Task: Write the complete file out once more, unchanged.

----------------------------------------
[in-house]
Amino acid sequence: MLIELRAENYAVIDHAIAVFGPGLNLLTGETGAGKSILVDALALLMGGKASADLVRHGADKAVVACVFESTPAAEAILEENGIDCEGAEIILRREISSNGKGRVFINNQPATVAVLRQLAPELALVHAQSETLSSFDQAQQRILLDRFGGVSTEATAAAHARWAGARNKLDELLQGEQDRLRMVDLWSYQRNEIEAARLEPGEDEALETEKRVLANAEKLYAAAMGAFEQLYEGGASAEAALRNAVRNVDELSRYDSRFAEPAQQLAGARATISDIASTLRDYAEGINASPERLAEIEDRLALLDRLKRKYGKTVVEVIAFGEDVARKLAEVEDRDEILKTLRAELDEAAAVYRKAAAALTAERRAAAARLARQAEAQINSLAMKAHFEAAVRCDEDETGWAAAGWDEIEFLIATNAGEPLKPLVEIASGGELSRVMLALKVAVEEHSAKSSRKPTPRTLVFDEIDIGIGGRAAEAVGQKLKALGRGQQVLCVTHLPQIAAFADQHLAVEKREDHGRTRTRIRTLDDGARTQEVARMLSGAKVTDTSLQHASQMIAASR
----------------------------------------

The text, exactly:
[in-house]
Amino acid sequence: MLIELRAENYAVIDHAIAVFGPGLNLLTGETGAGKSILVDALALLMGGKASADLVRHGADKAVVACVFESTPAAEAILEENGIDCEGAEIILRREISSNGKGRVFINNQPATVAVLRQLAPELALVHAQSETLSSFDQAQQRILLDRFGGVSTEATAAAHARWAGARNKLDELLQGEQDRLRMVDLWSYQRNEIEAARLEPGEDEALETEKRVLANAEKLYAAAMGAFEQLYEGGASAEAALRNAVRNVDELSRYDSRFAEPAQQLAGARATISDIASTLRDYAEGINASPERLAEIEDRLALLDRLKRKYGKTVVEVIAFGEDVARKLAEVEDRDEILKTLRAELDEAAAVYRKAAAALTAERRAAAARLARQAEAQINSLAMKAHFEAAVRCDEDETGWAAAGWDEIEFLIATNAGEPLKPLVEIASGGELSRVMLALKVAVEEHSAKSSRKPTPRTLVFDEIDIGIGGRAAEAVGQKLKALGRGQQVLCVTHLPQIAAFADQHLAVEKREDHGRTRTRIRTLDDGARTQEVARMLSGAKVTDTSLQHASQMIAASR